3.5 Very Good

Azhar

Everyone loves a sporting hero – the guy who comes from nowhere and wins hearts of the nation. It doesn't happen too often. What happens even lesser is when the very fans who put him on the pedestal, pull him down because they find him unworthy of the love and adulation. Azhar is the story of a fallen hero's fight for his lost dignity. From a lower middle-class background in Hyderabad, Mohammed Azharuddin (Emraan) rises to become one of India's most successful captains in the world of cricket. But the journey is speckled with controversies and scandals galore. On the personal front, he makes headlines when he romances a film heroine Sangeeta (Nargis) who he eventually marries after leaving his first wife Naureen (Prachi). On the career front, he is banned from playing cricket after being accused of match fixing. The film tracks Azhar's journey as he combats his inner battles with a clear mission – to have his name cleared. What's good: There are two ways to make a biopic – you either position it like a docu-drama or take the populist route. Director Tony D'Souza opts for the latter, which is a clever move because Mohammed Azharuddin was always a people's hero. For the most part of the film, the reconstruction of Azhar's life from real to reel is authentic. Tony begins his lead character's story on the right note – his entry on the cricket field on the day of his grandfather's death to Ravi Shastri's role in his selection. The film sails along seamlessly in the first half with the endearing portions between Azhar and Naureen being the highlights. The real Azharuddin has endorsed the film and it's commendable that he gave his nod to the portrayal of all the Grey areas in his life – his infidelity, insensitivity, betrayal, insult, and humiliation is there for public consumption. The most important part is the admission of accepting money from a bookie – even if for a larger reason. Tony has added some delicious moments in the film – look out for the fight with Manoj (Prabhakar) in the locker room; Ravi's (Shastri) wife barging into the spa looking for her philandering husband; Navjyot (Sidhu) refusing to support Azhar and even Kapil (Dev) looking the other way. Azharuddin, as we know him, was always a shy, awkward guy who didn't speak eloquently or display emotions openly. Emraan Hashmi gets the character perfect to the core – from the body language to the attitude. It's a credit to Emraan that you feel the pain of Azhar going from the most loved man to the most hated man in the country. There is a scene where Azhar is called for a ribbon cutting – Emraan's act in that will make you cringe. The conflict that Azhar feels before dating Sangeeta, whether real or aimed at whitewashing, is interesting and effective. As is Azhar's insistence of keeping his wives, parents and kids out of the court, despite being abandoned by his friends and colleagues. There is something uniquely real about Naureen's character from her appearance to her dialogues. Prachi brings to life the dignity and charm of Azhar's former wife with her performance. The non-linear format of the film accentuates the impact. Rajat Arora's dialogues add the necessary chutzpah to Azhar's character.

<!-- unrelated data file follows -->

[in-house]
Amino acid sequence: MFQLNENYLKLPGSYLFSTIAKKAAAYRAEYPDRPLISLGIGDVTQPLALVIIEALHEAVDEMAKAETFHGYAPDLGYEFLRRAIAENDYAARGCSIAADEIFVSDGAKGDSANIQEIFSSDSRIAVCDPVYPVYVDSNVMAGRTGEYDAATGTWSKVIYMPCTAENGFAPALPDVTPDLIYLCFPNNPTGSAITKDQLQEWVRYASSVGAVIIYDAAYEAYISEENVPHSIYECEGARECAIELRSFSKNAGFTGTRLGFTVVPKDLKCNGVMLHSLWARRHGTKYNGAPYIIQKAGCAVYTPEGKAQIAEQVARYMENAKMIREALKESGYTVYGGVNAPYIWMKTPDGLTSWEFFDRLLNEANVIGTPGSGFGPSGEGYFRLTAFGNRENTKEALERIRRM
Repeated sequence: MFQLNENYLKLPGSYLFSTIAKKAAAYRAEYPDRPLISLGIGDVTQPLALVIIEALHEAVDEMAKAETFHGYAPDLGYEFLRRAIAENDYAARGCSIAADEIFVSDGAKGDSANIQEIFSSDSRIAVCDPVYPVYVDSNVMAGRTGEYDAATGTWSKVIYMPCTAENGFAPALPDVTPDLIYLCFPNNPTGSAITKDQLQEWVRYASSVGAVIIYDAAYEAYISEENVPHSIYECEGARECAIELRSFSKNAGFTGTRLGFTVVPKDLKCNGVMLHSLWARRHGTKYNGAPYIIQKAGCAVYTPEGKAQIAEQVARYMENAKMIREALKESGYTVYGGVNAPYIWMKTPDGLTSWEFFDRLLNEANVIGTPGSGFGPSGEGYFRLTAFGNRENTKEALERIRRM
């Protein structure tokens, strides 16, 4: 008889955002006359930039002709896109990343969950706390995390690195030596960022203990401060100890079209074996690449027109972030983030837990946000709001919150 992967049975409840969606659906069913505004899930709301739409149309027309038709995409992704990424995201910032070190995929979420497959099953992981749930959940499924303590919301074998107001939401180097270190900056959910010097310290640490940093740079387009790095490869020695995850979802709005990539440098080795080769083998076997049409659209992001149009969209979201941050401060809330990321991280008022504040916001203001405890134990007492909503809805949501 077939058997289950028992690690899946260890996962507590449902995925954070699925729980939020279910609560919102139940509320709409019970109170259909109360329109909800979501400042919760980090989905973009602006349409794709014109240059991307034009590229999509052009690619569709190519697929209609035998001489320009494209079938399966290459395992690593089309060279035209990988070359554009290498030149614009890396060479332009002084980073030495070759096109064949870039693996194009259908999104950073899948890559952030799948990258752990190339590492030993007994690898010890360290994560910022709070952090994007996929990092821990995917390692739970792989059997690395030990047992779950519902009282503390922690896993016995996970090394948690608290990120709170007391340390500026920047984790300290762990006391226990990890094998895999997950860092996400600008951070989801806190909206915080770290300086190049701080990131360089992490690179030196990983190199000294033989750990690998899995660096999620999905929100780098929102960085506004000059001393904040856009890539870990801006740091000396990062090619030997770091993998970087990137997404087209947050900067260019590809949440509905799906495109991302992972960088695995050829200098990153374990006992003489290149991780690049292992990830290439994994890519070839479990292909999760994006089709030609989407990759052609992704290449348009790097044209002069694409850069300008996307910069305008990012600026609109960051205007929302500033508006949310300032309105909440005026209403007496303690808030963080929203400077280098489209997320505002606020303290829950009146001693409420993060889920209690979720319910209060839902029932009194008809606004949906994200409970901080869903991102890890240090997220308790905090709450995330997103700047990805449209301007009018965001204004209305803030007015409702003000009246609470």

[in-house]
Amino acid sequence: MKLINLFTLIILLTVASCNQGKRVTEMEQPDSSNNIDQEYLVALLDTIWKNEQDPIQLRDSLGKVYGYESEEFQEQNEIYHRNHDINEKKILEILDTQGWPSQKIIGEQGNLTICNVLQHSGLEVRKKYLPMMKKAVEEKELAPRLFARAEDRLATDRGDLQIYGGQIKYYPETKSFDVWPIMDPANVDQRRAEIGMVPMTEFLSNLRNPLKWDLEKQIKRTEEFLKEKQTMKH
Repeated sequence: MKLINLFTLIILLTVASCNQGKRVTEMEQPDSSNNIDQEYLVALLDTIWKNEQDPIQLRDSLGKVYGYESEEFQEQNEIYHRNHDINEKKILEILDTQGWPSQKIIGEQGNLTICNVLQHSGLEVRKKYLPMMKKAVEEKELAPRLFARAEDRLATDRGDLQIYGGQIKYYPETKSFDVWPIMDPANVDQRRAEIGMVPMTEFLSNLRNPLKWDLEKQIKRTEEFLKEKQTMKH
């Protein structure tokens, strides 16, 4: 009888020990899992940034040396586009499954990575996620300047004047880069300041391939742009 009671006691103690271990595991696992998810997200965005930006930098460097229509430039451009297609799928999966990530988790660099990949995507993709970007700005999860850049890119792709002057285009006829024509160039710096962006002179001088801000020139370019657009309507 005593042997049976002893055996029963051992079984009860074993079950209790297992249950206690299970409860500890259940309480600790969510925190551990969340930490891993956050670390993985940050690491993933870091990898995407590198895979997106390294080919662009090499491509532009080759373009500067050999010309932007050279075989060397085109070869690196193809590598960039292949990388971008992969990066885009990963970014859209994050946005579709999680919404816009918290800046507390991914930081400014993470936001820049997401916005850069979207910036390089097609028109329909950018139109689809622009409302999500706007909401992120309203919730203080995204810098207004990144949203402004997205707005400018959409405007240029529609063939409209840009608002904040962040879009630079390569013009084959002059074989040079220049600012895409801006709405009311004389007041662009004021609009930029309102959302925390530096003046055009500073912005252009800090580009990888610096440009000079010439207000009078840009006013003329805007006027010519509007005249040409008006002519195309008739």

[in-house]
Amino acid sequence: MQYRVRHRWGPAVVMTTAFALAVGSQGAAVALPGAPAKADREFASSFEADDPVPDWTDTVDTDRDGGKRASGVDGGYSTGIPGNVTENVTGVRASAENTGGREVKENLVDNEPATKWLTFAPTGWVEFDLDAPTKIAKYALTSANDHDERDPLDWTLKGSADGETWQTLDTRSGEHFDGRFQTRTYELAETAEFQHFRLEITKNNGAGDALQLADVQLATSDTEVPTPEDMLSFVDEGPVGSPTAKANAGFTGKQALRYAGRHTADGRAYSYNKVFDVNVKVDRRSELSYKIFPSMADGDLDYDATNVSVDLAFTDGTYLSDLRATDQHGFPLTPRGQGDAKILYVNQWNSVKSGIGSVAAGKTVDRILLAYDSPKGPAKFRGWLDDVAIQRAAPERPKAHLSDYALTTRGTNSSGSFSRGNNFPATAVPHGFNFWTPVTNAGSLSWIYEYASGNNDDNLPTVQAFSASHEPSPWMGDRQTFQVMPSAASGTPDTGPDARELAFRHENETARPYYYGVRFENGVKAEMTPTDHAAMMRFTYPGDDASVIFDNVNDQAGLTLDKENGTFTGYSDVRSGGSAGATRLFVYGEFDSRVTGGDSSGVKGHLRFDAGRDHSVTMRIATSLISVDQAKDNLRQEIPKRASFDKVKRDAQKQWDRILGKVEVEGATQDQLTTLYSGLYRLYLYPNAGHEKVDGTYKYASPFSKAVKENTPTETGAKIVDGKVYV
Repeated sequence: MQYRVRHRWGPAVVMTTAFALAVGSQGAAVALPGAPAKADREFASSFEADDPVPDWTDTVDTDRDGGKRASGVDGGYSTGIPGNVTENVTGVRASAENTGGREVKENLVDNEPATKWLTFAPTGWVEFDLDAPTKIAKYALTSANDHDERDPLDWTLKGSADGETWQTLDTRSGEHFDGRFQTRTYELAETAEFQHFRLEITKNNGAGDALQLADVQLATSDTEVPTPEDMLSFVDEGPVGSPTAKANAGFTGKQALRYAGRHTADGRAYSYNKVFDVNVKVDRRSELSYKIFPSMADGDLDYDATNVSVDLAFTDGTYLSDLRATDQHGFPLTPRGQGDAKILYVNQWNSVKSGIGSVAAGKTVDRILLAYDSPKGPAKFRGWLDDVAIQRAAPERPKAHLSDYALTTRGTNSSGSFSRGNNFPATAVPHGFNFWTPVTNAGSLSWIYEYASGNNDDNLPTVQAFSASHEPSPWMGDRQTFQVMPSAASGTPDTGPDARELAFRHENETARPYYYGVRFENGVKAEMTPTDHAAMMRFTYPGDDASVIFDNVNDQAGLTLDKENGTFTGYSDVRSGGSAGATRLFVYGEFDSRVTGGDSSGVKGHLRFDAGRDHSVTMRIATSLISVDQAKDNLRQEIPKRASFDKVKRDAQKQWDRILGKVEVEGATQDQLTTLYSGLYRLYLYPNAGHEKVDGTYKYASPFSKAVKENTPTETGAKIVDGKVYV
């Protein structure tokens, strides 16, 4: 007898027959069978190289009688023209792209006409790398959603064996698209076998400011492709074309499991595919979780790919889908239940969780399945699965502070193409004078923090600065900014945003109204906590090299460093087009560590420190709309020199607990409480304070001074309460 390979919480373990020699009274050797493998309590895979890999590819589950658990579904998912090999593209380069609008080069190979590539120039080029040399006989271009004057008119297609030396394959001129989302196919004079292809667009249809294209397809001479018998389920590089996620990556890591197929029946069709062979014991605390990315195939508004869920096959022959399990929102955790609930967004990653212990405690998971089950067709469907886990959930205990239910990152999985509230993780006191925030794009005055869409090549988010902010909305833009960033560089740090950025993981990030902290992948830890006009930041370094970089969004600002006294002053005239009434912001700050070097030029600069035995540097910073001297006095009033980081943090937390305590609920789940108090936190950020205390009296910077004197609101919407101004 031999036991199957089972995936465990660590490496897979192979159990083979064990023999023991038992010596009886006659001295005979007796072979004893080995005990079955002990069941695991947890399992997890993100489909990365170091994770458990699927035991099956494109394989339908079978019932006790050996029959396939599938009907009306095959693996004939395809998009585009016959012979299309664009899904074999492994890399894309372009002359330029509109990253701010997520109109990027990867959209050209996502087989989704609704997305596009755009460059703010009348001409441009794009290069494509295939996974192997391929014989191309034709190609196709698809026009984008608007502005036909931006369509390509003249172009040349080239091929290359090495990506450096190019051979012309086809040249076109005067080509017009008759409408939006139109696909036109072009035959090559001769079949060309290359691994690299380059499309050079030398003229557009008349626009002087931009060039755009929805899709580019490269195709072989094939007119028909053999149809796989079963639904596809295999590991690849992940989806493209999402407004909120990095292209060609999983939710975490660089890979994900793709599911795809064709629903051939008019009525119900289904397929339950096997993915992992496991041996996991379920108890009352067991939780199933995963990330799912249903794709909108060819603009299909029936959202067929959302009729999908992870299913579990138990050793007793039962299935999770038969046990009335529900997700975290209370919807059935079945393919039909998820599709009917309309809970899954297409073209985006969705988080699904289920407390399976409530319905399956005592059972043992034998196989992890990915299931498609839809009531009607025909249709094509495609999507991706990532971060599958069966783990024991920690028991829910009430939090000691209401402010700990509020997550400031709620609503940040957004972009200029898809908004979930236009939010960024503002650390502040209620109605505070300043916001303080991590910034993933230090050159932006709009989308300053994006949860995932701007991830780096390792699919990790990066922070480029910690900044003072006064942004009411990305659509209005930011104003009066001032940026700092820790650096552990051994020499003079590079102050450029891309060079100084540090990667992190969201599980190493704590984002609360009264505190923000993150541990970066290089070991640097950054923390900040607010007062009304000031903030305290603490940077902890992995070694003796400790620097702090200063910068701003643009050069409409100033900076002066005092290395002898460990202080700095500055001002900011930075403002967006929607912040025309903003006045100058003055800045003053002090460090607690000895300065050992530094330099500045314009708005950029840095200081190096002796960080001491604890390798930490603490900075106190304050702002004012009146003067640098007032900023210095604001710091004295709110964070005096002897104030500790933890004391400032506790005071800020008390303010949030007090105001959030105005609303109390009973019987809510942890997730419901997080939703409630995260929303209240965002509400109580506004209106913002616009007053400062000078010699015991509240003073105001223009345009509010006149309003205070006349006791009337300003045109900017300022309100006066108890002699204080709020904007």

What's not: A major part of the film is in the confines of a courtroom. Sadly, that's the portion that seems dreary. Both the lawyers (Lara Dutta and Kunal Roy Kapoor) in the film are like caricatures. You also wish the film had dug deeper into the story. It feels incomplete; questions still remain unanswered. Nargis Fakhri looks glamorous despite her distracting duck pout but she should strictly avoid roles where she has to emote even remotely.